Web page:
For my first solo trip I went to South Dakota back in 2012. While I was there I stopped in Hill City, specifically at the Museum at Black Hills Institute. I had mistakenly heard that Sue, the most complete T-Rex fossil ever found, was housed there. Although she was there at one time, she had since been moved to The Field Museum in Chicago. The Black Hills Institute had Stan, a smaller, yet still impressive T-Rex on display. Not to make Stan feel bad or anything, but I left the museum a little sad that I had missed Sue.
Fast forward 2 years and I was in Chicago and the day had finally arrived for me to see Sue. It was a rainy day in Chicago and in my opinion there is no better day than a rainy one to be in a museum. Before I entered the museum I snapped this photo of a dinosaur sporting his Blackhawk pride. It was during the Stanley Cup playoffs and Chicago was in the running. As an original 6 team I of course had to root for the Hawks.
I entered the museum through the North Entrance. As I stood in line to purchase my ticket I could see Sue looming in the background. She was in fact as impressive as I thought she would be.
An interesting side note her skull is a replica as it is too heavy for the display. Her skull is located upstairs overlooking the first floor. This above view is a great vantage point to see Sue from.
After soaking up all of Sue I moved on to the rest of the museum. As I am not much of a museum goer I took the map and selected the sections that most interested me. Once I had my stops planned out I made my way to the first exhibit, Inside Ancient Egypt. Here I found several mummies and artifacts. There were several school groups touring the museum that day and it was amusing to overhear the kids talking about the mummies and how there were “real people” inside the coffins.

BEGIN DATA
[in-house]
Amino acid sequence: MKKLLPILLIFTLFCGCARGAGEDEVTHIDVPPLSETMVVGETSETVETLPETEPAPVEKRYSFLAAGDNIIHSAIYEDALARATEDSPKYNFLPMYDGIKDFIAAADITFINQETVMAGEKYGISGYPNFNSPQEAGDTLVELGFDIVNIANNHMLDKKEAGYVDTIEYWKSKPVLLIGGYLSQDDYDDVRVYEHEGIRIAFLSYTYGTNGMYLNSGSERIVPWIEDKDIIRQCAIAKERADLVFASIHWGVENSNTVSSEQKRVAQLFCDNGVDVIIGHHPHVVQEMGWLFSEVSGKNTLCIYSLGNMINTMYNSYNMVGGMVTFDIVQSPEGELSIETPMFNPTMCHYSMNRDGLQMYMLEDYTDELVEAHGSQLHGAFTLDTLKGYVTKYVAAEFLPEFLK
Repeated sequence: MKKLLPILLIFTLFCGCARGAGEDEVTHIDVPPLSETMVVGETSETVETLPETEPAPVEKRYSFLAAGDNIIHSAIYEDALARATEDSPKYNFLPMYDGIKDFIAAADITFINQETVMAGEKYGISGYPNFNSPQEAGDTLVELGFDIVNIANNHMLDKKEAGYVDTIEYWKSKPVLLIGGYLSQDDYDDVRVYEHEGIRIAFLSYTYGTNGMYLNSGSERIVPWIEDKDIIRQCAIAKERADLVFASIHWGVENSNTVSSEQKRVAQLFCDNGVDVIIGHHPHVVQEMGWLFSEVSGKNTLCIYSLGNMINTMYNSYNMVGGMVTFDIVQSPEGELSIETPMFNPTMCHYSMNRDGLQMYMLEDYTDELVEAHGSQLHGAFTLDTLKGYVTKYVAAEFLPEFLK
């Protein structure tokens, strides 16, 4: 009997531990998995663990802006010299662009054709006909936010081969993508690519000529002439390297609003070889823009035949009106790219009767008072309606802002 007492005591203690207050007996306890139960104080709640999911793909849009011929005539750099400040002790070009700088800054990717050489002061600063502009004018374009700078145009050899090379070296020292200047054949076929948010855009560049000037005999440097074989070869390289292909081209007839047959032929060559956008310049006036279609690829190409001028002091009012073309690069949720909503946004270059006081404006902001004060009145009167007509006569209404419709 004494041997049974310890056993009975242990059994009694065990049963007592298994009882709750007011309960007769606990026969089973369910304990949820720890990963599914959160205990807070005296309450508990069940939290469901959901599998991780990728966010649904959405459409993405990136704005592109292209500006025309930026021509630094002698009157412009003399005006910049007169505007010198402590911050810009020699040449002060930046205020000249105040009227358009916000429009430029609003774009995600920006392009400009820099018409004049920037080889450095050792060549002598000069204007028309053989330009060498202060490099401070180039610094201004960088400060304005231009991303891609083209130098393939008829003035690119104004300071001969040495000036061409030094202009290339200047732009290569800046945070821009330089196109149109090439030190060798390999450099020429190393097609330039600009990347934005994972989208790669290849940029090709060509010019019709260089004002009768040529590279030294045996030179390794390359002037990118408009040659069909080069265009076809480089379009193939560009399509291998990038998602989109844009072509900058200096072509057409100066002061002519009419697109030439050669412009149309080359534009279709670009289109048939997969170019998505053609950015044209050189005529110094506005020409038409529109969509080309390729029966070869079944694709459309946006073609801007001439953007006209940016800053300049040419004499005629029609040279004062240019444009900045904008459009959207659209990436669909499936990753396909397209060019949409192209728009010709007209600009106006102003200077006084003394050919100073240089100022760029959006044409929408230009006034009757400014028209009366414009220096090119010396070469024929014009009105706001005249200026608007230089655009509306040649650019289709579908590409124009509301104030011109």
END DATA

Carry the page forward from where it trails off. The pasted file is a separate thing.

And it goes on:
The next spot I stopped at was The Ancient Americas. The exhibit was interesting, specially the different clothing used by the numerous tribes. I am not sure why I do not have any photos of the displays, so I apologize, but aside from Sue this was my favorite part of the museum. You can call it my 17 years of working in the retail industry and me geeking out over the clothes. I am always facilitated by how detailed the tribes made their clothing, especially the bead detailing. Just imaging the tools they had to use and how intricate the beading is, these artisans were truly gifted.
My last stop was in the dinosaur hall and evolving planet. I felt I should see the other dinosaurs so Sue would not have all the attention. The displays of fossils were extensive as to be expected. You are guided through 4 million years of fossils after all!
If you would like to visit The Field Museum they are located at 1400 S Lake Shore Drive. The museum is open from 9am to 5pm daily with the last admission at 4pm. Adult tickets will run you $31, children $21, seniors and students $25. This attraction is part of the The Chicago City Pass program.